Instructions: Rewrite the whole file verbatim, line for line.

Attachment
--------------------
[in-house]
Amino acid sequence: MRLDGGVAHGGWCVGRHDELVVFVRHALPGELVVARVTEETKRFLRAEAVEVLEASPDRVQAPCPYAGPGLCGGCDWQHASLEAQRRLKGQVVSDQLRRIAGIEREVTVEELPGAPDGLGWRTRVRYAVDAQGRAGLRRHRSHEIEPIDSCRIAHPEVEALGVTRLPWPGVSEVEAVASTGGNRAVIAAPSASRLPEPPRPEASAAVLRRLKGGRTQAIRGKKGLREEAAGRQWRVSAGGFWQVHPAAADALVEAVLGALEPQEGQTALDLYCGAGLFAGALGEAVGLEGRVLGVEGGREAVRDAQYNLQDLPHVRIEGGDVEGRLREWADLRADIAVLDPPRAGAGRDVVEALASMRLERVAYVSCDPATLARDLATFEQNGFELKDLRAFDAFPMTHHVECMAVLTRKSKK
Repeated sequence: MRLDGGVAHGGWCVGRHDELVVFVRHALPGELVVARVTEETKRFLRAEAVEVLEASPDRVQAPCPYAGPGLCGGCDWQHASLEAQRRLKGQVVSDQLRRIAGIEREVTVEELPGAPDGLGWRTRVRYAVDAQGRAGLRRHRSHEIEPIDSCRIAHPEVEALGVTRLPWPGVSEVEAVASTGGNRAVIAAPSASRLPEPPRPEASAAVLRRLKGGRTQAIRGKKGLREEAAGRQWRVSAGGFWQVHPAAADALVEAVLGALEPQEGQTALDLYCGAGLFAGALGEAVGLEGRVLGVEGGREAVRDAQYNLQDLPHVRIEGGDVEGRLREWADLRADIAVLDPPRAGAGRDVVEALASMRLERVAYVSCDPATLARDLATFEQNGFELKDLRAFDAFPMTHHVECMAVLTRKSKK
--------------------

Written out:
[in-house]
Amino acid sequence: MRLDGGVAHGGWCVGRHDELVVFVRHALPGELVVARVTEETKRFLRAEAVEVLEASPDRVQAPCPYAGPGLCGGCDWQHASLEAQRRLKGQVVSDQLRRIAGIEREVTVEELPGAPDGLGWRTRVRYAVDAQGRAGLRRHRSHEIEPIDSCRIAHPEVEALGVTRLPWPGVSEVEAVASTGGNRAVIAAPSASRLPEPPRPEASAAVLRRLKGGRTQAIRGKKGLREEAAGRQWRVSAGGFWQVHPAAADALVEAVLGALEPQEGQTALDLYCGAGLFAGALGEAVGLEGRVLGVEGGREAVRDAQYNLQDLPHVRIEGGDVEGRLREWADLRADIAVLDPPRAGAGRDVVEALASMRLERVAYVSCDPATLARDLATFEQNGFELKDLRAFDAFPMTHHVECMAVLTRKSKK
Repeated sequence: MRLDGGVAHGGWCVGRHDELVVFVRHALPGELVVARVTEETKRFLRAEAVEVLEASPDRVQAPCPYAGPGLCGGCDWQHASLEAQRRLKGQVVSDQLRRIAGIEREVTVEELPGAPDGLGWRTRVRYAVDAQGRAGLRRHRSHEIEPIDSCRIAHPEVEALGVTRLPWPGVSEVEAVASTGGNRAVIAAPSASRLPEPPRPEASAAVLRRLKGGRTQAIRGKKGLREEAAGRQWRVSAGGFWQVHPAAADALVEAVLGALEPQEGQTALDLYCGAGLFAGALGEAVGLEGRVLGVEGGREAVRDAQYNLQDLPHVRIEGGDVEGRLREWADLRADIAVLDPPRAGAGRDVVEALASMRLERVAYVSCDPATLARDLATFEQNGFELKDLRAFDAFPMTHHVECMAVLTRKSKK